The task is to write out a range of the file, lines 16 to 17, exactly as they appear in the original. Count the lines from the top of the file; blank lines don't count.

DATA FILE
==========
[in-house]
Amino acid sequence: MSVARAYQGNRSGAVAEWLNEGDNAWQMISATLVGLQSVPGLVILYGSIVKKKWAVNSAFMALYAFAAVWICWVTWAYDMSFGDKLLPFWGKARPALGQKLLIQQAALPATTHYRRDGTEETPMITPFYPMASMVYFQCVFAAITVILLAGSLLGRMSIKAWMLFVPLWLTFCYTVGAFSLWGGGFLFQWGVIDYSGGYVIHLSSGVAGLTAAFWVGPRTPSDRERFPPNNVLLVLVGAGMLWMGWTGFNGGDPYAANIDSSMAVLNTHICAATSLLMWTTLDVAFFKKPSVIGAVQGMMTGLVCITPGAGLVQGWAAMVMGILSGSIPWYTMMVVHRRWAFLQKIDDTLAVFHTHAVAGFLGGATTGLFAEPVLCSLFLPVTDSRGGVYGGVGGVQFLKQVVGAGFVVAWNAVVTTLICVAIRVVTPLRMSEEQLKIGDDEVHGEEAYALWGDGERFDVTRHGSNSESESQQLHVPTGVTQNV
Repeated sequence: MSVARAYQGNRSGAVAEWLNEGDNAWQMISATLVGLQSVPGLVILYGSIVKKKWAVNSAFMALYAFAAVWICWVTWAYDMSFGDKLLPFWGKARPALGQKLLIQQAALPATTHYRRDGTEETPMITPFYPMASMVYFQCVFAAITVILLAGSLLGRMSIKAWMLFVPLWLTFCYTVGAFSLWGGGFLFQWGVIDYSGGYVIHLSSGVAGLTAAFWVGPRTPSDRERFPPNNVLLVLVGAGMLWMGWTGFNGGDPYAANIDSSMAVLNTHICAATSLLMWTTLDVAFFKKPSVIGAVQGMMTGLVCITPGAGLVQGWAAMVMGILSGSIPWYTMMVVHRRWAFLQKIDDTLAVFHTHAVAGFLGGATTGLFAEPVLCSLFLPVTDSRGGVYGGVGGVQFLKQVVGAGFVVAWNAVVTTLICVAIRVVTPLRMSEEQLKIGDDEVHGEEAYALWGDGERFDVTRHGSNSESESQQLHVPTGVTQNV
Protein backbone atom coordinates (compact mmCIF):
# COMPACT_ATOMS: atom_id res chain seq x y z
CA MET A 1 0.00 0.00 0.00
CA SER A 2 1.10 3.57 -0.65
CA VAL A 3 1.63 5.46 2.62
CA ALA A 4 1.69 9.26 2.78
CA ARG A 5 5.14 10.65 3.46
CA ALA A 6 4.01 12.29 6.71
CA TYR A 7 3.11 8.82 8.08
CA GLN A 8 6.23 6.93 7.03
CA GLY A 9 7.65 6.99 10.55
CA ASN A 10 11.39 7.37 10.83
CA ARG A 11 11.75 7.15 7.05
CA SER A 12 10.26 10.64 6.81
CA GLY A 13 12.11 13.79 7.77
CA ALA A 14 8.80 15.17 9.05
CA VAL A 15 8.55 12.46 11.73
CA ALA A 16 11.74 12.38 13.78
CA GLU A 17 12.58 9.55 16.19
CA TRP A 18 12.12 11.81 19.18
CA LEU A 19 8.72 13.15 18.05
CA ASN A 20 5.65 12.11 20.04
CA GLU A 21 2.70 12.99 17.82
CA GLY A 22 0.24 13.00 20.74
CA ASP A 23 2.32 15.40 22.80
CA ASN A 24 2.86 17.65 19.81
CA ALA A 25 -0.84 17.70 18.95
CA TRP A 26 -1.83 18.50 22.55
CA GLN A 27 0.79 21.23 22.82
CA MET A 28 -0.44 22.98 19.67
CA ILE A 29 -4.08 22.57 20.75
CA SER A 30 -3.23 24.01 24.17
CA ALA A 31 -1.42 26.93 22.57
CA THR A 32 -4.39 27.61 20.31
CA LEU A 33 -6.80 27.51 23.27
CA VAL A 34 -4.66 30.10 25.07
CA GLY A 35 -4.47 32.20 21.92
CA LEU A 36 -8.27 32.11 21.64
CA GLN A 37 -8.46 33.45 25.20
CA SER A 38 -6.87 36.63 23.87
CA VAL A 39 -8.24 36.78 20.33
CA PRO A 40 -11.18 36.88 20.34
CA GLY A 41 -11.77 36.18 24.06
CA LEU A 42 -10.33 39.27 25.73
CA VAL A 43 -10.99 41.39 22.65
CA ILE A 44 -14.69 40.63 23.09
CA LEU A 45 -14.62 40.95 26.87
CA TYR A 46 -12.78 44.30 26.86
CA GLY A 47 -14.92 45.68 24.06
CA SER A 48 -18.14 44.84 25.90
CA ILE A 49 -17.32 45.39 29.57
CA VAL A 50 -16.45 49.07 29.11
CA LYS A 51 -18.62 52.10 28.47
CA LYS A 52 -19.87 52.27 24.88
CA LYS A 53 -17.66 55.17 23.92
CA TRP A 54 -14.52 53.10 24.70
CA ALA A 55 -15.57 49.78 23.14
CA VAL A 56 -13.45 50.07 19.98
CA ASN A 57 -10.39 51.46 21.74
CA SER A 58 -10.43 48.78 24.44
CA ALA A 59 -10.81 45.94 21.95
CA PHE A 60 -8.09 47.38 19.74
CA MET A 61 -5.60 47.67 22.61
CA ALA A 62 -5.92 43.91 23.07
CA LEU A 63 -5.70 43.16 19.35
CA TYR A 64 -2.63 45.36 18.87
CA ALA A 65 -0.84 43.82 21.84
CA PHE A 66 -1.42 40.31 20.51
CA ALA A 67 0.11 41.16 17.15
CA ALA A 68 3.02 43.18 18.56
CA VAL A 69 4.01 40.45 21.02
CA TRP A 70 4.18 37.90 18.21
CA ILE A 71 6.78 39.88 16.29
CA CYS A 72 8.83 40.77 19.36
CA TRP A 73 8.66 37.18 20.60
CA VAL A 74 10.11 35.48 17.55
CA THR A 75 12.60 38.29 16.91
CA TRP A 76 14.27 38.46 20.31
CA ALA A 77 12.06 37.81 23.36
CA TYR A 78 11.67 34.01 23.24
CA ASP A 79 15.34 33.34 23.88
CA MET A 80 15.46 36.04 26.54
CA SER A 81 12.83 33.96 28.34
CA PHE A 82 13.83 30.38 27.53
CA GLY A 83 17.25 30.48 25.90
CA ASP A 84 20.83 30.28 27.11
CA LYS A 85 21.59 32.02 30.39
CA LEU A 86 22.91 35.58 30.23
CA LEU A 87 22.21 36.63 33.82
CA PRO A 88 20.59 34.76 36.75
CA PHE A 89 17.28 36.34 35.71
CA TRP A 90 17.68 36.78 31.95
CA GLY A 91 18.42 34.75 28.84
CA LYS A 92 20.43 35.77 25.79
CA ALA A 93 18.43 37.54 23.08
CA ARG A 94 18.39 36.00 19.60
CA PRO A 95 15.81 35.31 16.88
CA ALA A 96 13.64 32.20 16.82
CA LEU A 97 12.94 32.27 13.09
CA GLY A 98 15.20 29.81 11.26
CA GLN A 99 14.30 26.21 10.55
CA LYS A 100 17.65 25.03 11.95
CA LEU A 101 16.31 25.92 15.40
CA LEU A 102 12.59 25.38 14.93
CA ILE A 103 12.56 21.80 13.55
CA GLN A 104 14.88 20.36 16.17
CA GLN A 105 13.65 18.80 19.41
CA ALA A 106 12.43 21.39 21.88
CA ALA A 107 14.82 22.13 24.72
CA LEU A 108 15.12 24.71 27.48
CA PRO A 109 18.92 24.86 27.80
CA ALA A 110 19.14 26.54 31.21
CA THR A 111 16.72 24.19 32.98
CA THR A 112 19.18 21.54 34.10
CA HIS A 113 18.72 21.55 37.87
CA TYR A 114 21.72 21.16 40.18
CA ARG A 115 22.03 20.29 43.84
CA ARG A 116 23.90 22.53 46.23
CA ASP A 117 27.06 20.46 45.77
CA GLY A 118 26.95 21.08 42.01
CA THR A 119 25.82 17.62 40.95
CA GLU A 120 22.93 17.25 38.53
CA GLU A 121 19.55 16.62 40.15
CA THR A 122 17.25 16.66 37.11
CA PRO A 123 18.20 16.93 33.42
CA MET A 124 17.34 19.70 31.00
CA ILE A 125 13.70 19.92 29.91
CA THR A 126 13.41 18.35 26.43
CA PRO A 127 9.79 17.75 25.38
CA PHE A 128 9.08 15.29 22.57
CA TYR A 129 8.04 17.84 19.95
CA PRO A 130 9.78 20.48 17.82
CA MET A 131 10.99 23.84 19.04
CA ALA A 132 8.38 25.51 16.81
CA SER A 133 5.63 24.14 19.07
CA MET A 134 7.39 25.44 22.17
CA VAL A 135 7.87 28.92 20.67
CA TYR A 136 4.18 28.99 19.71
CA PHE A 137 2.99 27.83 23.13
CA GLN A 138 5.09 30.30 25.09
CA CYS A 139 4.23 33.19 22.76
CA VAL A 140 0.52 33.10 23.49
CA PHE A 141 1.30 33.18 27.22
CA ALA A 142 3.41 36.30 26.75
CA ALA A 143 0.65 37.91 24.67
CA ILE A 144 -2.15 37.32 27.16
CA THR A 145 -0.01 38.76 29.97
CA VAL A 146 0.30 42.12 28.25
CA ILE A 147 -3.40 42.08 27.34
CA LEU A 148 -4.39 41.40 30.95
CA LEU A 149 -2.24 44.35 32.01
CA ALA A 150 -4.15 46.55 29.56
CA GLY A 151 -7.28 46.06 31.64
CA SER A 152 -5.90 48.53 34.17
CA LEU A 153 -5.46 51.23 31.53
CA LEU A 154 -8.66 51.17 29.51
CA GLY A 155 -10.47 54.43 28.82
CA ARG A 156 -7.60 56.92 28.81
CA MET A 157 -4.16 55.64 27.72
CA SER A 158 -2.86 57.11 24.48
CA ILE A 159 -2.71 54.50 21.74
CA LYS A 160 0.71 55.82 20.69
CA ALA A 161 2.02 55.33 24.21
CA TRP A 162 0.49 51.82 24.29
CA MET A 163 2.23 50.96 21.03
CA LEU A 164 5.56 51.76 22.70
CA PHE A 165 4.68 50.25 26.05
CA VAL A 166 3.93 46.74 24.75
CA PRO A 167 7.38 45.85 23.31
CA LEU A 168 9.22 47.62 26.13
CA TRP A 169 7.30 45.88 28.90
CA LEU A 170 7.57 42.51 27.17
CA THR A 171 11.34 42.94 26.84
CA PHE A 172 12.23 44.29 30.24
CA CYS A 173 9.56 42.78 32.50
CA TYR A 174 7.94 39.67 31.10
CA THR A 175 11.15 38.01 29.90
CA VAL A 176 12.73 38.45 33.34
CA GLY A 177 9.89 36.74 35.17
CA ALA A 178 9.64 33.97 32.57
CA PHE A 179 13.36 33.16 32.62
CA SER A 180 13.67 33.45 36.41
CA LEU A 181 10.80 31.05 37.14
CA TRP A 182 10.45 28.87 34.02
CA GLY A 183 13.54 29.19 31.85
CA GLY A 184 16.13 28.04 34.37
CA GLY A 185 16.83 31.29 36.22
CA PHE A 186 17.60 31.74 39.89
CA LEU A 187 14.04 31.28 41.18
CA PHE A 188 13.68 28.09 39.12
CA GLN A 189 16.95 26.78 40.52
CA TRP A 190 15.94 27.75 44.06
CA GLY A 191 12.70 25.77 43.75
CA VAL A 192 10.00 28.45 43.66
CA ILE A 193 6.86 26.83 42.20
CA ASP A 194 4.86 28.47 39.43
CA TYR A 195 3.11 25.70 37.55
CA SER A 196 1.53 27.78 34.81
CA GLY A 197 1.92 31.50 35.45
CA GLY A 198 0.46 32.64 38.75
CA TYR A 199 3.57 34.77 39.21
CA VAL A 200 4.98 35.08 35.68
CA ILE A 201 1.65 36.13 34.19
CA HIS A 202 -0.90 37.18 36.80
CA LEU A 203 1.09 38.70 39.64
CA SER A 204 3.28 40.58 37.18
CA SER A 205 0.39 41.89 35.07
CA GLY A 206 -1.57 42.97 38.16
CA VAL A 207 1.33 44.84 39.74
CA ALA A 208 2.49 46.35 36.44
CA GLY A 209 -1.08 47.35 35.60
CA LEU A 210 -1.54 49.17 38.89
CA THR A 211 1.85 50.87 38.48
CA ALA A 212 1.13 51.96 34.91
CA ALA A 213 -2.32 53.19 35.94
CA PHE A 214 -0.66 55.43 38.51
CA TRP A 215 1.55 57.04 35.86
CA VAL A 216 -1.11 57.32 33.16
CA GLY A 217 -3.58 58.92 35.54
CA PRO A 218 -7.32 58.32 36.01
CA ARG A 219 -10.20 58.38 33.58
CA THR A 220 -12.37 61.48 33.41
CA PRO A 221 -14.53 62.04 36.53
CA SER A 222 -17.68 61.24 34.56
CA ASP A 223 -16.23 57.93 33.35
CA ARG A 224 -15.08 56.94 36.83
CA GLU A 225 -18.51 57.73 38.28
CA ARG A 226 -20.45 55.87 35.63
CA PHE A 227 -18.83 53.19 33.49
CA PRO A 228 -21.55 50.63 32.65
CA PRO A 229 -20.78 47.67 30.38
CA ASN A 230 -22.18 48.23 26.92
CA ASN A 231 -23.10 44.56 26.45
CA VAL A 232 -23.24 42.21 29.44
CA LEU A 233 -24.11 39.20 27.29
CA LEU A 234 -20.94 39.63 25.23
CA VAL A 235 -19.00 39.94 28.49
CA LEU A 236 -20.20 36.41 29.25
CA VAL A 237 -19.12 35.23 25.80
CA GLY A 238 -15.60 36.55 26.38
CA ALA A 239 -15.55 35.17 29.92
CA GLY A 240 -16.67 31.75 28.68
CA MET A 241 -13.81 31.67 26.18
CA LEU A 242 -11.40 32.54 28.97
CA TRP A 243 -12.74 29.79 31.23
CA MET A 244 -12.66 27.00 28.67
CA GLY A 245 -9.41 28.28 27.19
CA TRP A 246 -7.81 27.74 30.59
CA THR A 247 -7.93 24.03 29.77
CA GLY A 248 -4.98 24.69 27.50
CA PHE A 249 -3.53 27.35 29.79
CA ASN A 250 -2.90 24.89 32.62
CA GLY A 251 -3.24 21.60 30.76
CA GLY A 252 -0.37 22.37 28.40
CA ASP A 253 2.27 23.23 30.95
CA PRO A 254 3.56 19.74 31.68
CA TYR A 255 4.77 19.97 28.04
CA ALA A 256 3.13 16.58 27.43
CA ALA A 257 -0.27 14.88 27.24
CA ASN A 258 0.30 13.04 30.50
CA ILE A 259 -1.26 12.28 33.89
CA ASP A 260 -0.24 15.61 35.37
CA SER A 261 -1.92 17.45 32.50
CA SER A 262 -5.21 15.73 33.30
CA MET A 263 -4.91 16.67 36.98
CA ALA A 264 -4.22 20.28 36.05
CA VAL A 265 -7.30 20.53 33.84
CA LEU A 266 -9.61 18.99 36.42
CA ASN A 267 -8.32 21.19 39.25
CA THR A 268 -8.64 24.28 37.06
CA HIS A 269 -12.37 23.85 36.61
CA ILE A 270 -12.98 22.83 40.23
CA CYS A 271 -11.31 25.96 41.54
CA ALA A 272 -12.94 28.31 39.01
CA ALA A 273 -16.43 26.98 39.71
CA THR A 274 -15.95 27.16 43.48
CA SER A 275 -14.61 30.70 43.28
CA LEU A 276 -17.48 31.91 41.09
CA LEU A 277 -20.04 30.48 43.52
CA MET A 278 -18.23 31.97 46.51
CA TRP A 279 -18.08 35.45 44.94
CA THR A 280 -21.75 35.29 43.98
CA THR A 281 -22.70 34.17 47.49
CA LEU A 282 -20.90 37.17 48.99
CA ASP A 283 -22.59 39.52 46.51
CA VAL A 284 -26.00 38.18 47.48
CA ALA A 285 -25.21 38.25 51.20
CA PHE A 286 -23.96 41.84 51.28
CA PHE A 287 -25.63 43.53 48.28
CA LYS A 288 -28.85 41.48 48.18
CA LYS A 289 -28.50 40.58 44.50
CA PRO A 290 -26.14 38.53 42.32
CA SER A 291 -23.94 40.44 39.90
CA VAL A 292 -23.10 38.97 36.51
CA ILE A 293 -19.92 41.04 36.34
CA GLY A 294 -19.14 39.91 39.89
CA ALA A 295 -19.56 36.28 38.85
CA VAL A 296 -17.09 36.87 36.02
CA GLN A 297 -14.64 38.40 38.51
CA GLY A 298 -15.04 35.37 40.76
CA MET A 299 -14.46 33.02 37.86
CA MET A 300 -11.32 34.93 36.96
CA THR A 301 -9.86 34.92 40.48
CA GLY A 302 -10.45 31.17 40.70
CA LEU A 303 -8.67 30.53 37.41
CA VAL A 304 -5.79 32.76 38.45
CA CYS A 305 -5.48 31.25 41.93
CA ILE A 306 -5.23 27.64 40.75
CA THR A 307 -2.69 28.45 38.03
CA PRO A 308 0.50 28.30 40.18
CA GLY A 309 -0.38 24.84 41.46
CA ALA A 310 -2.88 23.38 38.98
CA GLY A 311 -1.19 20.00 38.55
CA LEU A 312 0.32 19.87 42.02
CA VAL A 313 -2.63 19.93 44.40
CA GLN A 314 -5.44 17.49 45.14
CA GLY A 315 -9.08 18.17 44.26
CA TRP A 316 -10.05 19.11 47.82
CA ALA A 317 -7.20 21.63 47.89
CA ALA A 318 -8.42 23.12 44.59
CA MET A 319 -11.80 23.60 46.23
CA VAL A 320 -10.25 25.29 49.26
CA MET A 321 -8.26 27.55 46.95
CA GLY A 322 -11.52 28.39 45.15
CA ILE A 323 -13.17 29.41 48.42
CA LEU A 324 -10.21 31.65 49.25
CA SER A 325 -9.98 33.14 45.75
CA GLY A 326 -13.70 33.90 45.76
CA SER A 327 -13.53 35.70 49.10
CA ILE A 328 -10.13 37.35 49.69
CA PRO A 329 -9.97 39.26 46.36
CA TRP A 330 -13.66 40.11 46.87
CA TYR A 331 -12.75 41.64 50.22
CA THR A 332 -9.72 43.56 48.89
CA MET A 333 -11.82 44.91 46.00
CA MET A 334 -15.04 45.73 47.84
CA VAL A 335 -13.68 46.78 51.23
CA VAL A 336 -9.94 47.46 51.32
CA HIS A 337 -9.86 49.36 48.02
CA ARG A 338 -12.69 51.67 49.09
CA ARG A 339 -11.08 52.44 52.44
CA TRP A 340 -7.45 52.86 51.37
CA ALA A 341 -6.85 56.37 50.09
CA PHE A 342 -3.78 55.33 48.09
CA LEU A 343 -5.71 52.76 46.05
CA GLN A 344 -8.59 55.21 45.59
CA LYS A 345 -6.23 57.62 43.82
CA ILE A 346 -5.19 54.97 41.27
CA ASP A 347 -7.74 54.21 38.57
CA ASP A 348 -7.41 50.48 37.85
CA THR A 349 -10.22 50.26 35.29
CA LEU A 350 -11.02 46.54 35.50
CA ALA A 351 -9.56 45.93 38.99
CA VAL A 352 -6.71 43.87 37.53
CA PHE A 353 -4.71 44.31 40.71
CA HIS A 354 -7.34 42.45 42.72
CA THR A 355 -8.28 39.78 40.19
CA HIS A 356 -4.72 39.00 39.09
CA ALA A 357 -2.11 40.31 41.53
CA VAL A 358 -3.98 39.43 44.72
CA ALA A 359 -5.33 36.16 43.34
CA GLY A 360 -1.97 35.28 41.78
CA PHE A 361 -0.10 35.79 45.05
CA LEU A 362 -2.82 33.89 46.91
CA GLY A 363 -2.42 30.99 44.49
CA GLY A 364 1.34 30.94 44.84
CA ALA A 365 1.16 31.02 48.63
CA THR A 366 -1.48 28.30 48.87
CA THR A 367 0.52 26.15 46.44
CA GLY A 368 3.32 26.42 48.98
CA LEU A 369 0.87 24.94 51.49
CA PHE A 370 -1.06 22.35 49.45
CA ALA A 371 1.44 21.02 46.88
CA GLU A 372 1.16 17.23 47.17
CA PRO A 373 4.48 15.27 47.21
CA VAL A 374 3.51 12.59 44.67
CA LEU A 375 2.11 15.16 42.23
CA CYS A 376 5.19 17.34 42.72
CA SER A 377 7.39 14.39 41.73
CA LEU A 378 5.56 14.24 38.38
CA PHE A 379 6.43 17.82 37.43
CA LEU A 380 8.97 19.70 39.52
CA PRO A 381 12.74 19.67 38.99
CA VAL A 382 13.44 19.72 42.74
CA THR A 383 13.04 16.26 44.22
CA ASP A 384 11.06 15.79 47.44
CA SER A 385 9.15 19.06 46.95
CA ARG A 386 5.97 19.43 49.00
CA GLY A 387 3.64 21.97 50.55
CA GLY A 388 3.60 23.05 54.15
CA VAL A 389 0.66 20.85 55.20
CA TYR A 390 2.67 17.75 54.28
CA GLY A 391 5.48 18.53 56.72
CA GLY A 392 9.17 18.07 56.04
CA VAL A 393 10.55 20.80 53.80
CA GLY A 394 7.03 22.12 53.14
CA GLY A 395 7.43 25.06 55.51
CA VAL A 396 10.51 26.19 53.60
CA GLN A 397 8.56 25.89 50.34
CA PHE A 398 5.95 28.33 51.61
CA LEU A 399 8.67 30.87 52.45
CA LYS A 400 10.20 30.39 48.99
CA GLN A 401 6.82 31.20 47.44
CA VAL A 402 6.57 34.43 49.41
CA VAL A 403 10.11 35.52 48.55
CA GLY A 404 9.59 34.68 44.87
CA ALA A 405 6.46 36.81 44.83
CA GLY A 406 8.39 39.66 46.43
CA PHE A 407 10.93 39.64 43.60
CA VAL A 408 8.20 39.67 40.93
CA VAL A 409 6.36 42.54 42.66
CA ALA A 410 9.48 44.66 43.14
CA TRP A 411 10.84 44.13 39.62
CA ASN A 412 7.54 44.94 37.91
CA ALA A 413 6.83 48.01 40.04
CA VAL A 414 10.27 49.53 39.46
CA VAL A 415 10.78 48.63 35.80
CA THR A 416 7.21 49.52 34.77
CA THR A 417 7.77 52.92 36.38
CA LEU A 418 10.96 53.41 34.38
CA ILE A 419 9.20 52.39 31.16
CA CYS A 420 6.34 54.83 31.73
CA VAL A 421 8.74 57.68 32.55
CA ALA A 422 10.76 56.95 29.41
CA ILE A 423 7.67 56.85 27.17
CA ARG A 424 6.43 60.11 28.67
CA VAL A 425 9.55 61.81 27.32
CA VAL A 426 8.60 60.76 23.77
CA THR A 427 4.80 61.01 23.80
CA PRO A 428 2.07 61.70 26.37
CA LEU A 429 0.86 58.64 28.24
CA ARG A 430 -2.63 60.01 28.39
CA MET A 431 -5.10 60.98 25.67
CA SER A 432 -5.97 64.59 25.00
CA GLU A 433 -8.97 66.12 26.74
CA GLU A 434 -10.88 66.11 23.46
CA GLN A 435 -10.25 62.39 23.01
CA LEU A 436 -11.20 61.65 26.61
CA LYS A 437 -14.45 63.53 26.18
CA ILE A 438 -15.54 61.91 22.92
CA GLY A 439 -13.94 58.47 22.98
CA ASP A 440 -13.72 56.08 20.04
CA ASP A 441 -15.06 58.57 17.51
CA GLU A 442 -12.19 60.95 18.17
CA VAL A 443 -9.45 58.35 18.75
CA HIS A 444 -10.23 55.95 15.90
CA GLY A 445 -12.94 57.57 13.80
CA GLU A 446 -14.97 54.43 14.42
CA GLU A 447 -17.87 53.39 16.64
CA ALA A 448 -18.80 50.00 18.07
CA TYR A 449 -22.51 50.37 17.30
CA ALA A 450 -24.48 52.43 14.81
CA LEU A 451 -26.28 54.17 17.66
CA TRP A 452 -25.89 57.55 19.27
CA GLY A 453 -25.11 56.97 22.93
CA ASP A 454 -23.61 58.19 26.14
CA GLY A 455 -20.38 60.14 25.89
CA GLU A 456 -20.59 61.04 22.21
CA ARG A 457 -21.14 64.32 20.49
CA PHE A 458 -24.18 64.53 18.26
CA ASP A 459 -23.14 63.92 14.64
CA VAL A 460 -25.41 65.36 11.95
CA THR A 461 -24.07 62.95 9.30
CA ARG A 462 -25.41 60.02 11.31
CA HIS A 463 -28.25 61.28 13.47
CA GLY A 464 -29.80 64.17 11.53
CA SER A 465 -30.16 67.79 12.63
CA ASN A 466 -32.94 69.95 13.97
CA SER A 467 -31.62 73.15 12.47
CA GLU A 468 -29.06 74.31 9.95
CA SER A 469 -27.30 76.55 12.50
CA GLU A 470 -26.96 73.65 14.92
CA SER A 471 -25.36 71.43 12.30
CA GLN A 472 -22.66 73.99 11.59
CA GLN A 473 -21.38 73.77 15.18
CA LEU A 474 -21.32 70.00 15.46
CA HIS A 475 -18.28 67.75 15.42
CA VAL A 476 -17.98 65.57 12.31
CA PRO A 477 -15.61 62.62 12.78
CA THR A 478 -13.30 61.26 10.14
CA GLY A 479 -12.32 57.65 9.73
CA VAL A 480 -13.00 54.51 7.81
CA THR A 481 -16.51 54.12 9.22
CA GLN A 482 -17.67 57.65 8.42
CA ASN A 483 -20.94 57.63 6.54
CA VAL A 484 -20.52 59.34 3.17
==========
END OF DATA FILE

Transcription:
CA ARG A 11 11.75 7.15 7.05
CA SER A 12 10.26 10.64 6.81